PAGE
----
Election Fraud—Expands the Class C felony offense of election fraud to include providing false information about the details of voting; clarifies that advertisements shall not contain false information about the time, date, place, or means of voting.
GOVERNMENT AND TRANSPARENCY
Judicial Nominees—Proposes an amendment to the state Constitution that requires the list of nominees for appointment to appellate, circuit, or district courts to be made public at the same time the list is presented to the governor or chief justice.
Financial Disclosures—Requires financial disclosure statements of members of certain boards, commissions, and agencies to be made available to the public.
Financial Audits—Allows the state auditor to access to tax information for financial audits. Requires that the information be kept confidential and makes any intentional disclosure of confidential information punishable as a Class C felony.
Special Funds—Repeals various special and revolving funds and accounts that are no longer necessary or active, and transfers any unused balances to the general fund.
HB2496 (Act 74, which became law without the Governor's signature on April 30, 2014)
Labor Relations Board—Specifies that the labor representative of the Hawaii Labor Relations Board must be appointed by the governor from a list of 3 nominees mutually agreed upon by a majority of the public employee organizations.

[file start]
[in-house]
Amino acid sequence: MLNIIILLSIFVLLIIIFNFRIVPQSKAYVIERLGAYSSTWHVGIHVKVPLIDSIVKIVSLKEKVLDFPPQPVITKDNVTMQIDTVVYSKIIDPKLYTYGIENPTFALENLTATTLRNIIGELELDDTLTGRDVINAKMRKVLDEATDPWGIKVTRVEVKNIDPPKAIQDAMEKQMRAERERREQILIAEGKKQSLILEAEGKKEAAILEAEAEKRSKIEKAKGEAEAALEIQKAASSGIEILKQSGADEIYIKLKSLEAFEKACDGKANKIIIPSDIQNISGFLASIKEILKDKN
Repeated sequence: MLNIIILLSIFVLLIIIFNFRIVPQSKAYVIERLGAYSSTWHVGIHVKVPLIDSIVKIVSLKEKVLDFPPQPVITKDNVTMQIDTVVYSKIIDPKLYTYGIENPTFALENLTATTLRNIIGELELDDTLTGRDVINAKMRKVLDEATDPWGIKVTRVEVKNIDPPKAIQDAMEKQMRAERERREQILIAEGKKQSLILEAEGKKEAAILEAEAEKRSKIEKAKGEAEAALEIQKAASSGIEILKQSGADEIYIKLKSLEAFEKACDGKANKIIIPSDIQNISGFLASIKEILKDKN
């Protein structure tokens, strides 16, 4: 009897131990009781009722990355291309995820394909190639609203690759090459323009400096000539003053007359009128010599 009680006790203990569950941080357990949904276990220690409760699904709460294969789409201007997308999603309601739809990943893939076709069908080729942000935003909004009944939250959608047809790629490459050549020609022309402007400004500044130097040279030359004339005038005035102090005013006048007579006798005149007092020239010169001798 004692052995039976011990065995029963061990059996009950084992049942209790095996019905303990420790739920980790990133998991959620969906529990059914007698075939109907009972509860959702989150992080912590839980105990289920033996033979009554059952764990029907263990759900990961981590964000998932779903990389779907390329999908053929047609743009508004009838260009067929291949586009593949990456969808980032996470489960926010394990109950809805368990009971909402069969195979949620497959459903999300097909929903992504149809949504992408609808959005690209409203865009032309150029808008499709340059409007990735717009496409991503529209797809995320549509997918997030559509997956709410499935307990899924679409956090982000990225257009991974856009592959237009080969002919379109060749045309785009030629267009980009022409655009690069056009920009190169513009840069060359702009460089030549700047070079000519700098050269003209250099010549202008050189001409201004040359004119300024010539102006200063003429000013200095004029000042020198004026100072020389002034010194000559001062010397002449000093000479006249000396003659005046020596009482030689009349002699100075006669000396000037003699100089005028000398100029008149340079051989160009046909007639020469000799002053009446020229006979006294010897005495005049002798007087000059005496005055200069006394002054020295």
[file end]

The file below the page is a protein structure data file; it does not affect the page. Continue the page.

Lobbyist Reports—Requires lobbyists and certain specified individuals to report contributions and expenditures relating to legislative action considered during a special session.
Lobbyist Reports—Requires individuals who spend more than $750 on lobbying activities during a statement period to itemize each expenditure in certain specified categories.
ECONOMY, BUSINESS, TECHNOLOGY
Minimum Wage—Increases the minimum wage every year until 2018, to $10.10/hour from the current rate of $7.25/hour. Increases the tip credit for employers every year until 2016, to $0.75/hour from the current rate of $0.25/hour.
Entrepreneurship—Updates the Hawaii State Planning Act to include policies, objectives, and priority guidelines to promote and encourage entrepreneurship, innovative activity, and investment in Hawaii's economy.
SB 2175 (Act 56, signed on April 30, 2014)
Industrial Hemp Research—Allows the University of Hawaii at Manoa to establish a 2-year industrial hemp remediation and biofuel crop research program.
TOURISM AND INTERNATIONAL AFFAIRS
Pacific-Asia Institute—Establishes the framework for an institute that would address physical, social, and economic risks and vulnerabilities of the Pacific-Asia region, including: regional security, public health, climate change, and economic growth.
For a complete list of bills that passed, visit the Reports and Lists page of capitol.hawaii.gov.